A popular Miami DJ died in August 2013, several months after undergoing surgery to remove silicone injected into her body. Two months later, the medical examiner issued an autopsy report stating that her death resulted from complications during the surgery. Some cosmetic surgical procedures have a direct medical benefit to a patient, while many others are entirely elective, intended to alter and improve the patient’s appearance. Some cosmetic surgery takes place outside of hospitals or clinics, and may involve procedures that either lack government approval or are banned outright.
Betty Pino, age 65, was a well-known Spanish-language radio personality in Miami. She underwent surgery on June 14, 2013 to remove silicone that had been injected into her buttocks in 2007. The wounds from the surgery reportedly became infected, and she was diagnosed with sepsis about a month later. The infection spread, and she fell into a coma on July 16. Doctors had to amputate her hands and her feet on August 6, and she died the following day.
Buttock augmentation procedures, which do not appear to have a more official medical name, are increasingly popular, but can be extremely dangerous. One type of procedure involves injecting liquid silicone directly into the buttocks, which can cause the tissue to harden and develop infections and other complications. The procedure is apparently very popular in parts of Latin America, including Venezuela, where seventeen women have died in the past year from complications. Silicone injections are illegal in the United States, but still happen and cause an unknown number of complications and deaths. A 28 year-old woman in Miami died in June 2013 ten hours after receiving injections at a cosmetic surgery center, although it is not clear if she received injections of silicone or another material.
Pino’s autopsy report, released by the Miami-Dade Medical Examiner in October 2013, states that her death was caused by complications from the silicone-removal procedure. Pino reportedly had difficulty finding a doctor to perform the removal procedure. The surgery was performed by Dr. Constantino Mendieta, who has built a niche practice focused on buttocks. Defending himself against the autopsy report, Mendieta claimed that he performed a reconstructive procedure on Pino, not a cosmetic one, and he denied that Pino’s infection resulted from the procedure. He also said that the report incorrectly described the procedure as the removal of silicone implants, rather than liquid silicone.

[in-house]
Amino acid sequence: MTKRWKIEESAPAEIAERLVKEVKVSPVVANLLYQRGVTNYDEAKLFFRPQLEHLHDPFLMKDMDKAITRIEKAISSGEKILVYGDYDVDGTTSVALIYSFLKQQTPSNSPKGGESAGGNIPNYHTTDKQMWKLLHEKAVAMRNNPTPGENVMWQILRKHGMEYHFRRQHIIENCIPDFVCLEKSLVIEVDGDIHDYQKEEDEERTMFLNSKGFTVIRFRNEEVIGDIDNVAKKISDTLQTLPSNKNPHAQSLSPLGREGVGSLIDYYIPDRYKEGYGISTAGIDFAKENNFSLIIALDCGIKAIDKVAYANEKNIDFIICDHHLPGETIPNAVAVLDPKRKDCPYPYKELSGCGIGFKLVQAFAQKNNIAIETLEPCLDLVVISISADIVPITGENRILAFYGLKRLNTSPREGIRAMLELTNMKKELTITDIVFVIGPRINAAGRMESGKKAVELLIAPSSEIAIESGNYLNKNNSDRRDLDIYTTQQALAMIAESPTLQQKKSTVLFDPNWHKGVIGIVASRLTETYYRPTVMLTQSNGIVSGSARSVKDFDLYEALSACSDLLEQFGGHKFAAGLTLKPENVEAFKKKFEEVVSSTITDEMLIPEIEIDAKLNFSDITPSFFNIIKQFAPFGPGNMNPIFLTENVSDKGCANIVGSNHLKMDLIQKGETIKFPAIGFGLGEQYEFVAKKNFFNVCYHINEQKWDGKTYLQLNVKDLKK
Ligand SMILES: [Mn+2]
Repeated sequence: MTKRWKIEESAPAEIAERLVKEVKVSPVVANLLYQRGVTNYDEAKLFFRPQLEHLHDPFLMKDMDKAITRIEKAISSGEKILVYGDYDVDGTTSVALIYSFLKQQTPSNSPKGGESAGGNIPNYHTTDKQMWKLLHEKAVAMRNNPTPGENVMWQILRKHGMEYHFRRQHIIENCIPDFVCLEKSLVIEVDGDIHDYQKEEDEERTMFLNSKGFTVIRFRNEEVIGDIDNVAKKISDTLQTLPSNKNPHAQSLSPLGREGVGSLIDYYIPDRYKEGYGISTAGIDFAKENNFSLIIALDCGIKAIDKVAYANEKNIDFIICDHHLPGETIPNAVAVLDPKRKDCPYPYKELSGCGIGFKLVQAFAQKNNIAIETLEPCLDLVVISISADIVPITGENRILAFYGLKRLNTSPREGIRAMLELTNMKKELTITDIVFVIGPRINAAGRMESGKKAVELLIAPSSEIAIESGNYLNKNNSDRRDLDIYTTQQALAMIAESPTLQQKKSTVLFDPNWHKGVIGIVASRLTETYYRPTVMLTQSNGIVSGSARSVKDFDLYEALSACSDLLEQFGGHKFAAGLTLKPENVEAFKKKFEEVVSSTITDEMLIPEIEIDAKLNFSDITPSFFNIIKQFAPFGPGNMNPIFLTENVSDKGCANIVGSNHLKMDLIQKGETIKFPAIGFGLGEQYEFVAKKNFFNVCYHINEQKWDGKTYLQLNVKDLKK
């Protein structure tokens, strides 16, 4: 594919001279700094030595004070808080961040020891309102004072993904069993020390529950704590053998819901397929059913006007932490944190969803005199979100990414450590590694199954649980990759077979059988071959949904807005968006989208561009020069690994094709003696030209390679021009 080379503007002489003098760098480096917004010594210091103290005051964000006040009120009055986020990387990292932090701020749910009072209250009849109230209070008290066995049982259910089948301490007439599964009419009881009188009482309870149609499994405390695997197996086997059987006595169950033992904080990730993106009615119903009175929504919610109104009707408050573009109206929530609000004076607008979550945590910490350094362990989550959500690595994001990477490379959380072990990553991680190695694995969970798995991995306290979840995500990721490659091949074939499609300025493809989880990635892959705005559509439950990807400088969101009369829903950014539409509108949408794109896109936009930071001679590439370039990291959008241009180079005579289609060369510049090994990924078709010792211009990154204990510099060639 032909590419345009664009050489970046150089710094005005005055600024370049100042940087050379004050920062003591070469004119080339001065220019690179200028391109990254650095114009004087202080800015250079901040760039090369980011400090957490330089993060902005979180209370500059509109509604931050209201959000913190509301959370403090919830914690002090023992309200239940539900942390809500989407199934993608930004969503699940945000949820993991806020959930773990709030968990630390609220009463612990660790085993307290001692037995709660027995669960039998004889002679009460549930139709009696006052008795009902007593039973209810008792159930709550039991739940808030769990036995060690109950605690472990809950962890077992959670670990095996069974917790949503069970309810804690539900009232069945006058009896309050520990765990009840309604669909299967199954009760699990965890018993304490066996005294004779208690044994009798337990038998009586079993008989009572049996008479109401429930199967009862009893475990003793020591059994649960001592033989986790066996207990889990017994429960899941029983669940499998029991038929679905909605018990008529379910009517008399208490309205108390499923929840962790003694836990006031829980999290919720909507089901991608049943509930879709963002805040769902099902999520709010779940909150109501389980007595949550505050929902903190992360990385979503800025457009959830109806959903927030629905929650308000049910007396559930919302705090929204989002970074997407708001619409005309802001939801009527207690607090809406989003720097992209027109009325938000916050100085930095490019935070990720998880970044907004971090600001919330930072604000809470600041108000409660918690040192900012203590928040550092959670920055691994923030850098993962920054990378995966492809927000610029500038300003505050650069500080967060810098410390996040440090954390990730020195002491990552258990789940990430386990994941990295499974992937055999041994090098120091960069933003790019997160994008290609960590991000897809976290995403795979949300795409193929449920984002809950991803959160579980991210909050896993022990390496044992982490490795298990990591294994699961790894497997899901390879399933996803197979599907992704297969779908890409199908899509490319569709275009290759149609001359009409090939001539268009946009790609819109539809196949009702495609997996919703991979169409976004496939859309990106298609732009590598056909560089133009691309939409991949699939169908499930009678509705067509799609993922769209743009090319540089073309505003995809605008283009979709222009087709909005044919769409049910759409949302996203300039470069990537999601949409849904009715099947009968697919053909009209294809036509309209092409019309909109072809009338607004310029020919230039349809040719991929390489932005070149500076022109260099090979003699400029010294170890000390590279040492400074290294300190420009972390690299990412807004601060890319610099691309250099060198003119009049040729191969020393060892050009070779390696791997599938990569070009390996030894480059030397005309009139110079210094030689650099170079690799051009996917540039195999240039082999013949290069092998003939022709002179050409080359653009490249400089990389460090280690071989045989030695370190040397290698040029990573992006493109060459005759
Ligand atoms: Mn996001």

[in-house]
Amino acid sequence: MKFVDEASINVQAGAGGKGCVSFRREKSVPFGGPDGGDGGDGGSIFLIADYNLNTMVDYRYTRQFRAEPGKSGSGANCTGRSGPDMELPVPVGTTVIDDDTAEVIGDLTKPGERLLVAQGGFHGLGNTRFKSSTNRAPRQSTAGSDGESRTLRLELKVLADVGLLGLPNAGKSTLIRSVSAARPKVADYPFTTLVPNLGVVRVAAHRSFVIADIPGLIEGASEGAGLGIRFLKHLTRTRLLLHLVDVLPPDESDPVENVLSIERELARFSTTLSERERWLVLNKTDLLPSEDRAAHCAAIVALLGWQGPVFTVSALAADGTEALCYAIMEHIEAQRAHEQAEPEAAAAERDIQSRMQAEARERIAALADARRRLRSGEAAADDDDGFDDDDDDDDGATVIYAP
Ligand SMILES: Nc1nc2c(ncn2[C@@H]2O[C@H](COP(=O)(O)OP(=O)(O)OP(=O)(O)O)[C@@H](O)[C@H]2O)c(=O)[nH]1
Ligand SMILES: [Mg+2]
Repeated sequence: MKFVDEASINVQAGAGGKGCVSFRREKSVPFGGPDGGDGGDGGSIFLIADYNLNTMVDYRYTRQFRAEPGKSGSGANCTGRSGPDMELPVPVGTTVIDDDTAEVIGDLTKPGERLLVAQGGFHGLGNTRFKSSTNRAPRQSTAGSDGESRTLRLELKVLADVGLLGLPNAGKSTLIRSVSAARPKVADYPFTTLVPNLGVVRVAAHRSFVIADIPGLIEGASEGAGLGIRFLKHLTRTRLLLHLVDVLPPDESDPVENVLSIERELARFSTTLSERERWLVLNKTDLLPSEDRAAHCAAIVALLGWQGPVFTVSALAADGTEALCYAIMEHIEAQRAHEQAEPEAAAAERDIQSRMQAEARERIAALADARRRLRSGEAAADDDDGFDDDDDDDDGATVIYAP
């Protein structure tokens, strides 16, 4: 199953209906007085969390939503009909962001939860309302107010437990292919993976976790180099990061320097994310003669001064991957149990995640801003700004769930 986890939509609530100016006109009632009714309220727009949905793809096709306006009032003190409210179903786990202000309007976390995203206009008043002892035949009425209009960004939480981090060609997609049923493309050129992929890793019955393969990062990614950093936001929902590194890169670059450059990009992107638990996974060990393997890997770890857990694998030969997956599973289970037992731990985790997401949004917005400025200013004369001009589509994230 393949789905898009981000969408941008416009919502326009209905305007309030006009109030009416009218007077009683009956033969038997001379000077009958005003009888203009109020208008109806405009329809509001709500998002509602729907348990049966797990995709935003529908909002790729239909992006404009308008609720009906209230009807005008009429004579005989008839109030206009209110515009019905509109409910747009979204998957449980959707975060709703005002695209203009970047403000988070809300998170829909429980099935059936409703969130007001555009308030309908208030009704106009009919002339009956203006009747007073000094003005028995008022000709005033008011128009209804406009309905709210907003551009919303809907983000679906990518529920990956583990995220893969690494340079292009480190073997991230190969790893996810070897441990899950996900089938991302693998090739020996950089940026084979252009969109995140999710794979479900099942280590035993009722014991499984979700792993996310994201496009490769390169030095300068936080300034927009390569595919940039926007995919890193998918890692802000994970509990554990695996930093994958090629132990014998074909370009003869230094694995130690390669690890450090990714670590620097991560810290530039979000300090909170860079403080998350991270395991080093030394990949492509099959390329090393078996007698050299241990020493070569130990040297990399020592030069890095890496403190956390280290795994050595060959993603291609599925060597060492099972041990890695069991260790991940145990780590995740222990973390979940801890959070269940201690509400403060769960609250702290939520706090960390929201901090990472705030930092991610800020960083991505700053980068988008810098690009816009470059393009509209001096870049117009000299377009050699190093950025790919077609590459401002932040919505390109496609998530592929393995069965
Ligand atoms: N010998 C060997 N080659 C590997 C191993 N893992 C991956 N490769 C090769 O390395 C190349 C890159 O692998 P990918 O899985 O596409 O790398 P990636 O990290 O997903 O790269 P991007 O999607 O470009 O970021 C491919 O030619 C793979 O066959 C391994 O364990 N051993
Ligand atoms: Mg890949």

Pino’s family is reportedly still considering whether to pursue a lawsuit against Mendieta. According to the Miami New Times, he has faced lawsuits over allegedly botched procedures before, although Pino’s family would have to prove that he breached a standard of care in this particular procedure. Mendieta is speaking out aggressively against silicone injections, saying that the injections Pino received four years ago are to blame, not the procedure he performed. If the case comes to a lawsuit, it could become a question of whether this was a botched surgery or an effort to correct damage caused by an illegal procedure.
Medical professionals, such as doctors, pharmacists, and nurses, must maintain a high standard of care in treating patients. A breach of this duty, such as a misdiagnosis, surgical error, or medication error, may entitle a patient to damages for injuries and other losses. At Wais, Vogelstein, Forman & Offutt, our medical malpractice attorneys protect the rights of Maryland patients and their families. We are available 24/7 and can visit you in your home or at the hospital. Please contact us online, at (410) 567-0800 to schedule a free and confidential consultation.